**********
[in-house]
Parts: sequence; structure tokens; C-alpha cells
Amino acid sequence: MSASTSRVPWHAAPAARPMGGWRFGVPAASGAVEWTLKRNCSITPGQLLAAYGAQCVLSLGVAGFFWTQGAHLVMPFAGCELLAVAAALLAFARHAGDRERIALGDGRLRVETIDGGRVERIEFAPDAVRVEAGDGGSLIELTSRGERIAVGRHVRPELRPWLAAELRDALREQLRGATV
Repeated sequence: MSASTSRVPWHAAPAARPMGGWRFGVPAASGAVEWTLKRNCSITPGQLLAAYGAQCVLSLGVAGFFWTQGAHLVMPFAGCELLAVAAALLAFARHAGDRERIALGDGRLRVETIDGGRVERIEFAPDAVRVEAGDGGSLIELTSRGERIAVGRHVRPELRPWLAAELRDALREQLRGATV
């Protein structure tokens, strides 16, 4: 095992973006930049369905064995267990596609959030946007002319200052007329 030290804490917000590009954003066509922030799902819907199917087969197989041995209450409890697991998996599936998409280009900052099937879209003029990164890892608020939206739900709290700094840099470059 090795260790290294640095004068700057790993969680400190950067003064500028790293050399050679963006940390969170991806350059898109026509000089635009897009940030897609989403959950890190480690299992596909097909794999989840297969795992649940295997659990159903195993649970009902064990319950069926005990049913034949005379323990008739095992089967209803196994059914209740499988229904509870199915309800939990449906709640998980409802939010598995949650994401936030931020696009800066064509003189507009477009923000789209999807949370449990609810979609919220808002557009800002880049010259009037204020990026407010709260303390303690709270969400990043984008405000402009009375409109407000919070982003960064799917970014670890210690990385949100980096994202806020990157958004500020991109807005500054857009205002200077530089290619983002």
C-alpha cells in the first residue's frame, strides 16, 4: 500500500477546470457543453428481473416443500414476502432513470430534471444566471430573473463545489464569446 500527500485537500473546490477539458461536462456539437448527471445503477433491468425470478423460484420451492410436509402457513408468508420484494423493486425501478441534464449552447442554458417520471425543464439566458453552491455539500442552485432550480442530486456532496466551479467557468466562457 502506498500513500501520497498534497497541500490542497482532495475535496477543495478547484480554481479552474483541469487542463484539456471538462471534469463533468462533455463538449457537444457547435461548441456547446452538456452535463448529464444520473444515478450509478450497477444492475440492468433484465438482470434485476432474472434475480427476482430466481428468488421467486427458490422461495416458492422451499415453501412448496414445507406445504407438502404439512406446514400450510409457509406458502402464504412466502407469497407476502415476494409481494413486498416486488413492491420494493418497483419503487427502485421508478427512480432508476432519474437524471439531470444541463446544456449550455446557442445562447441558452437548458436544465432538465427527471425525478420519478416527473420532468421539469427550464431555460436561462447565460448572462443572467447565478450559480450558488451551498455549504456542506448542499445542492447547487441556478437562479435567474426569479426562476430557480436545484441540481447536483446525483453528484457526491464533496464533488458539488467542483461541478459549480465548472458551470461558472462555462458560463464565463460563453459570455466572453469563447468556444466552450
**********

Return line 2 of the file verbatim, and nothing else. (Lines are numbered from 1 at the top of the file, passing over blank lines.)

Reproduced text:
Parts: sequence; structure tokens; C-alpha cells